Officials Were Worried About Superdome Power
New Orleans — Concerned the Superdome might not be able to handle the energy needed for its first Super Bowl since Hurricane Katrina, officials spent hundreds of thousands of dollars on upgrades to decayed utility lines, according to documents obtained by The Associated Press. The improvements apparently weren’t enough, however, to prevent an embarrassing and puzzling 34-minute power outage during the third quarter of the game between the Baltimore Ravens and San Francisco 49ers on Sunday.
Two days later, officials still had not pinpointed the cause of the outage. The Superdome’s management company, SMG, and the utility that supplies the stadium, Entergy New Orleans, announced yesterday that they would hire outside experts to investigate.
“We wanted to leave no stone unturned,” Entergy spokesman Chanel Lagarde told the AP. He said the two companies had not been able to reach a conclusion on the cause and wanted a third-party analysis.
SMG Vice President Doug Thornton told a news conference at City Hall later yesterday that the hiring of a third party does not signify a disagreement between SMG and Entergy.
“It’s important for us to have total transparency and we have agreed among ourselves that we will exchange records,” Thornton said. “We were metering the power. They were doing the same on their side. We need to figure out what the root cause of this is and fix it.”
Documents obtained Monday through a records request by The Associated Press show that Superdome officials worried months ago about losing power during the NFL championship.
Tests on the electrical feeders that connect incoming power from utility lines to the stadium showed decay and “a chance of failure,” state officials warned in a memo dated Oct. 15. The documents, obtained by the AP through a records request, also show that Entergy expressed concern about the reliability of the service before the Super Bowl.
The memo said Entergy and the Superdome’s engineering staff “had concerns regarding the reliability of the Dome service from Entergy’s connection point to the Dome.”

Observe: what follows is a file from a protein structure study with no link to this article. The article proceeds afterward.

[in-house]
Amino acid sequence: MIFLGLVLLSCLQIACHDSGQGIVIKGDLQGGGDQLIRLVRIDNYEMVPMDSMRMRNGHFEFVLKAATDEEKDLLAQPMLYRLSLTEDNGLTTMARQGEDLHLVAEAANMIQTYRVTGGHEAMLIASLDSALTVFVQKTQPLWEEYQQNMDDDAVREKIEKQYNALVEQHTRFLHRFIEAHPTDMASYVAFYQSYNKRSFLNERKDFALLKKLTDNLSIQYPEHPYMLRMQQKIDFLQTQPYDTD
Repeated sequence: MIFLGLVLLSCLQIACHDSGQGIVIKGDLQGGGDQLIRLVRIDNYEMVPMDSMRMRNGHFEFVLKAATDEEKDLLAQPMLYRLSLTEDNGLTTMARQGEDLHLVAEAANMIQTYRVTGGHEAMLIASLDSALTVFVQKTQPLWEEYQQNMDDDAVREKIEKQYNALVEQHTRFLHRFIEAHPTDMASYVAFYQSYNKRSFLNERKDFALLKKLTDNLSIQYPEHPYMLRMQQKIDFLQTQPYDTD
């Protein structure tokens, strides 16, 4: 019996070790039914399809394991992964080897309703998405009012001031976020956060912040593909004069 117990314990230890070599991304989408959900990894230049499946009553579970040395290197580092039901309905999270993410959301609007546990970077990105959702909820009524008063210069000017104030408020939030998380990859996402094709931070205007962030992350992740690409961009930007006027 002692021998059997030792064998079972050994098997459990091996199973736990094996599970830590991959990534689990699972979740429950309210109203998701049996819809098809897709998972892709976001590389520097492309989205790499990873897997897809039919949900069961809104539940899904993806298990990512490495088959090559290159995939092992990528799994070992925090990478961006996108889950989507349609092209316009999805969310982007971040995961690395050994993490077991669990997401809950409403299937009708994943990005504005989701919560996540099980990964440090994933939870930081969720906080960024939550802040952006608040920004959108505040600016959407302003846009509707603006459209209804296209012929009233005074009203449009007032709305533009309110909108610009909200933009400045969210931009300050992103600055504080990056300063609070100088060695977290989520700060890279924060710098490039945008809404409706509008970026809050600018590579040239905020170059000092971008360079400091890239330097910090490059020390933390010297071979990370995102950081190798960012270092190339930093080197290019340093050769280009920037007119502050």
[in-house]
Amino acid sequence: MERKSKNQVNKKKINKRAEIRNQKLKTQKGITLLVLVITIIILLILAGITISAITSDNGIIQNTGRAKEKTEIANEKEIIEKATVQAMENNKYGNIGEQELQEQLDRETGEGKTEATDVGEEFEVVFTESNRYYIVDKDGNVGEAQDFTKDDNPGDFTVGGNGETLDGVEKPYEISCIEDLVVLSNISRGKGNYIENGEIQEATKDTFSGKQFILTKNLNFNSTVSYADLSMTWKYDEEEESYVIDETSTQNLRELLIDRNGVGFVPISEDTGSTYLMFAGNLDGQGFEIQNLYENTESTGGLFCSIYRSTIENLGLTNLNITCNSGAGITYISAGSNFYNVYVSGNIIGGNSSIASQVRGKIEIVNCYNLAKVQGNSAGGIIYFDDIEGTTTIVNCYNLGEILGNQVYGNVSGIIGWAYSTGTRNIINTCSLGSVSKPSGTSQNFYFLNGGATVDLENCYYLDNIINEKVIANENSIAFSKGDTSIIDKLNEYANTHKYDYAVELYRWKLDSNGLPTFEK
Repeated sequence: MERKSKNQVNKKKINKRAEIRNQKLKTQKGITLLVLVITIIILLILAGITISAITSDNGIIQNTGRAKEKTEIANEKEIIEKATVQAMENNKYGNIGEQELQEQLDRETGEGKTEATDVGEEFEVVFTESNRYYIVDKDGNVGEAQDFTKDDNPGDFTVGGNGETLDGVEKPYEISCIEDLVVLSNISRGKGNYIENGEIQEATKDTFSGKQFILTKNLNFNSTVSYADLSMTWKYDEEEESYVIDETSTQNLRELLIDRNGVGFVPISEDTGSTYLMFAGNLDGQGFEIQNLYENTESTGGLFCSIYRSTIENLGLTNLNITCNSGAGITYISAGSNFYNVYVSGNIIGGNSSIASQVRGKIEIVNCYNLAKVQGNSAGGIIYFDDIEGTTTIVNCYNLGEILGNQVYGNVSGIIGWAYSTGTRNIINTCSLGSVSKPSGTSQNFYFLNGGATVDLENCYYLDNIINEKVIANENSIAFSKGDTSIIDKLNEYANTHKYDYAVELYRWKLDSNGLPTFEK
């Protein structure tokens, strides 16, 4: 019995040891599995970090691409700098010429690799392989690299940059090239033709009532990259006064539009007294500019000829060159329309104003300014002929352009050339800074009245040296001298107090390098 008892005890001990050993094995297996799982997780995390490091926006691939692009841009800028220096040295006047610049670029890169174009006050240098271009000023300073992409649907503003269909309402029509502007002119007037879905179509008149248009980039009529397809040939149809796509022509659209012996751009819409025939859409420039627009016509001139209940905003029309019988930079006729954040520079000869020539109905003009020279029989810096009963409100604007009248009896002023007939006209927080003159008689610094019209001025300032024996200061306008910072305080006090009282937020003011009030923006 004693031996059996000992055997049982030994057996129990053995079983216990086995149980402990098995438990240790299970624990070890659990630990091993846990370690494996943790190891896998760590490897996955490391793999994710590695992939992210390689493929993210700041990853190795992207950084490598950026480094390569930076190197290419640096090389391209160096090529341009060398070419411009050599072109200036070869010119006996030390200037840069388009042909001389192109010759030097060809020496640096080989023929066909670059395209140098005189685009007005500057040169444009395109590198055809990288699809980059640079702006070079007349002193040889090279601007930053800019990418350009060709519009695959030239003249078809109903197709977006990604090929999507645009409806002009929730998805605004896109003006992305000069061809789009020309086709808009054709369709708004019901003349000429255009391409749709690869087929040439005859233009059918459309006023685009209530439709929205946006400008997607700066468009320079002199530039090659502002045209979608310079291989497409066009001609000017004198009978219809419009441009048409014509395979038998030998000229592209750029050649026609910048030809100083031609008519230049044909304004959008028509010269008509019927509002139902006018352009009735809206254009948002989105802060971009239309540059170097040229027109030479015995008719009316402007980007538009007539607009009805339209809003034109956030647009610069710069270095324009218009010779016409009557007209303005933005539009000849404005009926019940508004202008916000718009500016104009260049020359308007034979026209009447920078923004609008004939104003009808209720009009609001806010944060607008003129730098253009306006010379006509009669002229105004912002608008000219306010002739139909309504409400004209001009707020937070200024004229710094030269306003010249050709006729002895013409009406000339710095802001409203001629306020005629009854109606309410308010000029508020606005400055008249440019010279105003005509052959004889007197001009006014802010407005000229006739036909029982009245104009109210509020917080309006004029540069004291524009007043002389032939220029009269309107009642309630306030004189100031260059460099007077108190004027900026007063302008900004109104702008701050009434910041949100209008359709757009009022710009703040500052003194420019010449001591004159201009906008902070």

The memo was prepared for the Louisiana Stadium & Exposition District, the state body responsible for the Superdome.
Giants Cut LB
East Rutherford, n.j. — After finishing next to last in the league, the New York Giants began a defensive facelift by releasing veteran linebacker Michael Boley.
A key part of the Giants’ Super Bowl championship team a year ago, the 30-year-old Boley appeared in all 16 games last year with 11 starts but was hampered by hamstring, hip and shoulder injuries at various times. He finished on third the team with 84 tackles and had three interceptions, one in each of the first three games.
Vina Del Mar, Chile — Rafael Nadal won his first match after being away for more than seven months because of a knee injury.
The former No. 1-ranked Nadal partnered with Juan Monaco to defeat the Czech pair of Frantisek Cermak and Lukas Dlouhy 6-3,6-2 yesterday in the VTR clay-court tournament in this Pacific coastal resort city.
Nadal, whose left knee inflammation lingered despite on-going therapy, has not played since June 28 when he was upset in the second round of Wimbledon by qualifier Lukas Rosol.
In Clinic’s Records
New York — Milwaukee Brewers slugger Ryan Braun said he used the person who ran the Florida clinic under investigation by Major League Baseball only as a consultant on his drug suspension appeal last year.
“I have nothing to hide,” Braun said in a statement released by his representatives to The Associated Press lastnight.
Earlier in the day, Yahoo Sports reported the 2011 NL MVP’s name showed up three times in records of the Biogenesis of America LLC clinic. Yahoo said no specific performance-enhancing drugs were listed next to his name.
The Miami New Times recently released clinic documents that purportedly linked Alex Rodriguez, Gio Gonzalez, Melky Cabrera and other players to purchases of banned drugs from the now-closed anti-aging center.
Braun said his name was in the Biogenesis records because of an issue over payment to Anthony Bosch, who ran the clinic near Miami.
“There was a dispute over compensation for Bosch’s work, which is why my lawyer and I are listed under ‘moneys owed’ and not on any other list,” Braun said.
“I have nothing to hide and have never had any other relationship with Bosch,” he said. “I will fully cooperate with any inquiry into this matter.”
Yesterday, MLB officials asked the Miami New Times for the records the alternative newspaper obtained for its story.
Sox Hire Coach
Boston — The Red Sox appointed Dana Levangie their bullpen coach.
Levangie, a major-league advance scout for Boston the past seven seasons, replaces Gary Tuck, who retired last week after six years as bullpen coach.
Levangie, 43, also will help with advance scouting. He has spent all 22 of his pro seasons in the Boston organization after being drafted in the 14th round in June 1991.
He was a catcher for six seasons in the Red Sox minor-league system.
, then served as their bullpen catcher from 1997 through 2004 before becoming a pro scout in 2005.